Trump Taj Mahal Closes for Good

Posted on: October 10, 2016, 06:00h. 

Last updated on: October 10, 2016, 04:02h.

Trump Taj Closes
The Trump Taj Mahal finally closes after months of industrial action and a history of bankruptcy, bailouts and unprofitability. (Image: Getty Images)

The Trump Taj Mahal today became the fifth casino to shutter in Atlantic City in three years.

At 6am this morning (Monday, 11 October), the Taj closed its doors for the last time, just hours after its former owner squared off in a US Presidential debate 950 miles away in St Louis, Missouri. Some three-thousand workers will lose their jobs.

Trump, whose name still adorns those doors, described the casino as the “eighth wonder of the world” when it opened in 1990, at a cost of $1 billion.

A year later, when Trump couldn’t cover the payments on the junk bonds he’d used to finance its construction, it became the first wonder of the world to declare for bankruptcy since the Hanging Gardens of Babylon were eaten by a plague of locusts.

Even after a controversial $65 million bailout from the state, it was bankrupt again in 2004, and yet again in 2009, when Trump sold the casino, along with his other interests in Atlantic City, to a group of venture capitalists who became Trump Entertainment.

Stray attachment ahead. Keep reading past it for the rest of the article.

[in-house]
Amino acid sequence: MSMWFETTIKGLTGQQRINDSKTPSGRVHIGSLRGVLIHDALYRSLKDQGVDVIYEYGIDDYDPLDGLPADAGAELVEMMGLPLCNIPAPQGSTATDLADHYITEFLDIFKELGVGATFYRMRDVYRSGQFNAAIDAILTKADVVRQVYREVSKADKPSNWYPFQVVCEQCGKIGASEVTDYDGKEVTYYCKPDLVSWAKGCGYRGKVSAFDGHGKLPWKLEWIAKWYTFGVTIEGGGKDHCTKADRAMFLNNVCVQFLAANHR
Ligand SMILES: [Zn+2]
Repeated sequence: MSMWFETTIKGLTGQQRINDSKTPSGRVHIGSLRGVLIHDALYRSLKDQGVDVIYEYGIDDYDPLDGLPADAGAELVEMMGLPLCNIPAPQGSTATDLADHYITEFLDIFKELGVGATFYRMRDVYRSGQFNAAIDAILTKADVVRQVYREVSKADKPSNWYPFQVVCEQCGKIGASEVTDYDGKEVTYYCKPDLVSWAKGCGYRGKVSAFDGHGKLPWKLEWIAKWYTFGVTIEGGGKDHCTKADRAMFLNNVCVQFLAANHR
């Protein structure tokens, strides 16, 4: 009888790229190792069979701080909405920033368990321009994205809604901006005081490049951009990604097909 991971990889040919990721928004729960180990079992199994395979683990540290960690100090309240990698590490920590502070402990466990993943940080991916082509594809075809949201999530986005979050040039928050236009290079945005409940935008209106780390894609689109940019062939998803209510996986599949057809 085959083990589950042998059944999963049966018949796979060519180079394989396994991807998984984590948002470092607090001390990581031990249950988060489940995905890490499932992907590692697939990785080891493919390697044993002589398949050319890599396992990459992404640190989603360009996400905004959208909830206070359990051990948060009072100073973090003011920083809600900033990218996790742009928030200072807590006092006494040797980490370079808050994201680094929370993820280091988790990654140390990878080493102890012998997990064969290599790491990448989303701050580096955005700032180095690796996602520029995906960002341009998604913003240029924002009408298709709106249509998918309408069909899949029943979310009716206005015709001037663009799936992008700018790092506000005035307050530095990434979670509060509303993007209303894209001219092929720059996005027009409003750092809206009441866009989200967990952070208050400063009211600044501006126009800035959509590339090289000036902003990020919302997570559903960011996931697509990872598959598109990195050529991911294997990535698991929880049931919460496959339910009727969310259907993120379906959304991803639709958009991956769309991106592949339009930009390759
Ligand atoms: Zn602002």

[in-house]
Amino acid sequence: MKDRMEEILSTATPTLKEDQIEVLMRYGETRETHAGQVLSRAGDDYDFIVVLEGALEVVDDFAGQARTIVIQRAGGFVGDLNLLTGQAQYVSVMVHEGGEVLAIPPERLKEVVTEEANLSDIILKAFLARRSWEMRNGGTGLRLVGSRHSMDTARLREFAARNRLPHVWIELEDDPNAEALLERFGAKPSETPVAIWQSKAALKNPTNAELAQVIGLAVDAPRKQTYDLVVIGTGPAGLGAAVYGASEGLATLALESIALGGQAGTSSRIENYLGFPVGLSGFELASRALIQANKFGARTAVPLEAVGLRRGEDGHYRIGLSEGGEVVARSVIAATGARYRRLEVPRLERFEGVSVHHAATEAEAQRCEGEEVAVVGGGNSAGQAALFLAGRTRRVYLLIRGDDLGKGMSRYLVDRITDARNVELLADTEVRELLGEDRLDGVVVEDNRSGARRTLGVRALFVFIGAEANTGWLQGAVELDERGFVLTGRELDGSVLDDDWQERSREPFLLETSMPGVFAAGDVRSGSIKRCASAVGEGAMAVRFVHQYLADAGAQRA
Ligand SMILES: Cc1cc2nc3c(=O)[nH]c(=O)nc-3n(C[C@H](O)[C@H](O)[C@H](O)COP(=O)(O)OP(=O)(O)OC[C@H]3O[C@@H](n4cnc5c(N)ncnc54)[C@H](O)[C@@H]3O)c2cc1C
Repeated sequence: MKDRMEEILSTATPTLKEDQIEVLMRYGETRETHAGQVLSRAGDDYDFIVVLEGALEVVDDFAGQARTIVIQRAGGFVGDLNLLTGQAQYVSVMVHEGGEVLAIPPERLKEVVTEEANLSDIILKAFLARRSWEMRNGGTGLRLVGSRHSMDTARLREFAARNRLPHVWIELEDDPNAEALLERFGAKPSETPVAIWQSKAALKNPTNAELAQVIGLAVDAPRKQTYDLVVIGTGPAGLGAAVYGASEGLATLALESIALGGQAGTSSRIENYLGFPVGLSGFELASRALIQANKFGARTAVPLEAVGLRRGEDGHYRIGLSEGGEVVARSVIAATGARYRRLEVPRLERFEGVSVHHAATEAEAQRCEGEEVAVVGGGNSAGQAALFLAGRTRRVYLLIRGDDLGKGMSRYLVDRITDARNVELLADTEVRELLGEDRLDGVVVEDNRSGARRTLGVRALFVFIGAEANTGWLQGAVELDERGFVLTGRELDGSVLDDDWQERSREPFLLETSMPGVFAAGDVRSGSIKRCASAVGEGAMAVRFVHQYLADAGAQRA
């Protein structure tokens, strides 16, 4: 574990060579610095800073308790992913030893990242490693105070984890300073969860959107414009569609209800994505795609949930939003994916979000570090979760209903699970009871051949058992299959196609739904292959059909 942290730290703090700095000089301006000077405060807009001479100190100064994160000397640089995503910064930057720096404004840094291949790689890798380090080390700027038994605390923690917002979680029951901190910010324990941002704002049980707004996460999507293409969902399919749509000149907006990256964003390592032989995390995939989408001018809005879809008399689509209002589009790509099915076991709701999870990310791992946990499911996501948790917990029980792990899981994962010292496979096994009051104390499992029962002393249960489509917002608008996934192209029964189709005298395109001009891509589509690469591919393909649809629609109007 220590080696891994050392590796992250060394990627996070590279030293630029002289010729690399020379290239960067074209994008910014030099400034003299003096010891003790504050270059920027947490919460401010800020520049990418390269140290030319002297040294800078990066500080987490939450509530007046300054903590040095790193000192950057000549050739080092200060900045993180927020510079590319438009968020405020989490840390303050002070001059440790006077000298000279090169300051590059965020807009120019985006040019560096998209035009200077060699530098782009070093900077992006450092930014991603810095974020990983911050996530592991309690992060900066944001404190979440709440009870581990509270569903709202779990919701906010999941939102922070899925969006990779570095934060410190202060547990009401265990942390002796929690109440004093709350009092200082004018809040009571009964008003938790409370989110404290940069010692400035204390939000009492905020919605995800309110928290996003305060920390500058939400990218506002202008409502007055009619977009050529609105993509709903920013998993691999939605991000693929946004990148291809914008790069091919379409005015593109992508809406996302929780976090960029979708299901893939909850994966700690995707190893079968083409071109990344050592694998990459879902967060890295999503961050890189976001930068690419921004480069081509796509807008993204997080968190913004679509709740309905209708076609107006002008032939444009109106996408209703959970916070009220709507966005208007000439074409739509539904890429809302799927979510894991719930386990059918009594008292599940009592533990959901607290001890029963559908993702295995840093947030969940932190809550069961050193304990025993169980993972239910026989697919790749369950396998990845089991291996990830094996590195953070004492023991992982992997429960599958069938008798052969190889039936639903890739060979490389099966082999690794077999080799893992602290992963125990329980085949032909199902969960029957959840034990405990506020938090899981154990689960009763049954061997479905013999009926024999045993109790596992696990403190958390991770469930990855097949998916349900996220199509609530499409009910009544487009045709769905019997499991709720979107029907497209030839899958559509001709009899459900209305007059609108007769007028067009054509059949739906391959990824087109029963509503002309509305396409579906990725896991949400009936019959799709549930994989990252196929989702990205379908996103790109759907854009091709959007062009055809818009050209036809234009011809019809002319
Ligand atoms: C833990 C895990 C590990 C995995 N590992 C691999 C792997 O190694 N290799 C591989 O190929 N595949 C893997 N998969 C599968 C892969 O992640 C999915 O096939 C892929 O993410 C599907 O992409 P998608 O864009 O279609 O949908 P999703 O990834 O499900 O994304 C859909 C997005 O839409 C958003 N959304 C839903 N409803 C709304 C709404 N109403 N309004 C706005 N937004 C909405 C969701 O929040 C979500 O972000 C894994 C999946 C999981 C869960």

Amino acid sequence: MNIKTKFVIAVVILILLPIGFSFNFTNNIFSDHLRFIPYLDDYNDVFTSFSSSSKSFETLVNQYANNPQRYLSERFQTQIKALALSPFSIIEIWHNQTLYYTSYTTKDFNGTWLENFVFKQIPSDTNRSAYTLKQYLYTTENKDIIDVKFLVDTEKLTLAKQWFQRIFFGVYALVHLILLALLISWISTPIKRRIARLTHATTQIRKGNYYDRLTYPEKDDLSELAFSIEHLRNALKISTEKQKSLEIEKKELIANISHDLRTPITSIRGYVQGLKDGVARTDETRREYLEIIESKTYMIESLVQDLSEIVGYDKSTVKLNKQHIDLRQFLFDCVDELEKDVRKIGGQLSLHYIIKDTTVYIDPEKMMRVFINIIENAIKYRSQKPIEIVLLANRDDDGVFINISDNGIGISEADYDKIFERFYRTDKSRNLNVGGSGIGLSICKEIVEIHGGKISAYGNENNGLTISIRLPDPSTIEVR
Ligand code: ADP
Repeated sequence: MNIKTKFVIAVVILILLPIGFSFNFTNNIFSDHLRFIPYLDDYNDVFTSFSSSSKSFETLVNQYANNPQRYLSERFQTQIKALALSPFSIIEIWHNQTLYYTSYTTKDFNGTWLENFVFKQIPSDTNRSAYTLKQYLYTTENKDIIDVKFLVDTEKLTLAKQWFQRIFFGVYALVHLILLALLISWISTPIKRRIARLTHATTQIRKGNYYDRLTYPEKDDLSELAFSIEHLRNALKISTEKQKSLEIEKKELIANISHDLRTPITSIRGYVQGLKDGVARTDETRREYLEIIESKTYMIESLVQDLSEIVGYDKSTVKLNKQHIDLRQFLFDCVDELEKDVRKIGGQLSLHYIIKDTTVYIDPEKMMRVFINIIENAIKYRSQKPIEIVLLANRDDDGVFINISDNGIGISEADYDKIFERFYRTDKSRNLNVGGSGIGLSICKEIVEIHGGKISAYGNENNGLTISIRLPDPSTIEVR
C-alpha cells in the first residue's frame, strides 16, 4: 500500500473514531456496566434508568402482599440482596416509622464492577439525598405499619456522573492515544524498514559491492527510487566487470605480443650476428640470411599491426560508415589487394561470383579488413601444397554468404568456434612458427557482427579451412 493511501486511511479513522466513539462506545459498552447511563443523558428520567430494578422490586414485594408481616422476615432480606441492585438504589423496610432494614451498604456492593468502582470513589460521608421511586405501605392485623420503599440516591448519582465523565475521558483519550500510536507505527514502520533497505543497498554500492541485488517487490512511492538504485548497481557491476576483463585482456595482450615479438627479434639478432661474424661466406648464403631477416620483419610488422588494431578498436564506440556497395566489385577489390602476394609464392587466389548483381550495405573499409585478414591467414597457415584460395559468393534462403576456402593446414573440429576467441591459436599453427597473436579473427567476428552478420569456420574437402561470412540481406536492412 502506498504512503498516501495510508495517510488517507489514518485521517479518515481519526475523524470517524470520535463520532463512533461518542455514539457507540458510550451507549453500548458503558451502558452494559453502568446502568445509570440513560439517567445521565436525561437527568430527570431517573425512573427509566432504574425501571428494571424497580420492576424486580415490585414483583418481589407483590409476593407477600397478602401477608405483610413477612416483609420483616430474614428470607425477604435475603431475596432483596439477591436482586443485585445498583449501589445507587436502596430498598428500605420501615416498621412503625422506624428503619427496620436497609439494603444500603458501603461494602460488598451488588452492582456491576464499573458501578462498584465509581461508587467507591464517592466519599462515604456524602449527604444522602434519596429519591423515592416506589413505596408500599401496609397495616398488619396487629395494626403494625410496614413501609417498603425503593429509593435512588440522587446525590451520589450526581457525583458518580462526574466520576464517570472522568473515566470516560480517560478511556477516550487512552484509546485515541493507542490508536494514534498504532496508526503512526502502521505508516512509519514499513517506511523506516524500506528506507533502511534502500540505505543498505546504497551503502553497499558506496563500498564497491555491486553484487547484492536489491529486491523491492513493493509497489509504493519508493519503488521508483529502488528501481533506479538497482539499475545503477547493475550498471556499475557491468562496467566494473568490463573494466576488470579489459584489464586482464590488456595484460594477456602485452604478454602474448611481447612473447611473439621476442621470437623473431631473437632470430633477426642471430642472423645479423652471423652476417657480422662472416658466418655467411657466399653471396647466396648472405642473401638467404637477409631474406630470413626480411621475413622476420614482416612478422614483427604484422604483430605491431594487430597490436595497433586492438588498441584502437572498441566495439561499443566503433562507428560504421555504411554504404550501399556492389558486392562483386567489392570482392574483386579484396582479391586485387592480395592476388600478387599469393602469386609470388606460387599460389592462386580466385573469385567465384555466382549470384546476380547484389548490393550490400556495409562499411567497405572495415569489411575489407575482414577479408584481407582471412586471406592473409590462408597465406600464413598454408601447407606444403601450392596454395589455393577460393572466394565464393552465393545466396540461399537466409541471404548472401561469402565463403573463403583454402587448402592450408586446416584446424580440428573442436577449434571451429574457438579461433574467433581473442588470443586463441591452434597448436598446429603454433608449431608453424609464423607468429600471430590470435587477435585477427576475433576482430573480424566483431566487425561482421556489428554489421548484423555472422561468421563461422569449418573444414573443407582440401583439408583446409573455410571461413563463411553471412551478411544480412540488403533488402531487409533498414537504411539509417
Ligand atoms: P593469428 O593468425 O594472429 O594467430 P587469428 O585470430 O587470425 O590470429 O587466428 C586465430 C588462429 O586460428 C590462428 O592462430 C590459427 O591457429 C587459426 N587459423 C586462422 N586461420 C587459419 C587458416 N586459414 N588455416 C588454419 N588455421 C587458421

He has had nothing to do with the management of the Taj since, but negotiated a deal in which he retained a ten percent stake for use of the Trump brand name.

Icahn Steps In

Five years later, Trump Entertainment had declared bankruptcy, and Trump was suing to have his name removed from the Taj and the shuttered Plaza, claiming that the company had become unworthy of his “superior reputation.”

Trump’s friend, the billionaire corporate raider Carl Icahn, stepped in to rescue the property from the brink and persuaded Trump to let him retain the name. Icahn held the lion’s share of the casino’s debt, some $286 million, and agreed to turn that debt into equity and assume full control, provided he were granted certain concessions by the city.

These included the temporary cessation of worker pension and healthcare benefits, which were duly granted.

Industrial Action

The move provoked industrial action from members of the Unite Here Local 54 Union, who picketed the Taj for weeks before the announcement of its permanent closure.

“Currently, the Taj is losing multi-millions a month, and now, with this strike, we see no path to profitability,” explained Tony Rodeo of Icahn Enterprises. Icahn had lost around $100 million on the property, he added.

Local 54 leader Bob McDevitt said Icahn chose to “burn the Trump Taj Mahal down” to punish strikers.

Icahn today called it a “sad day for Atlantic City.”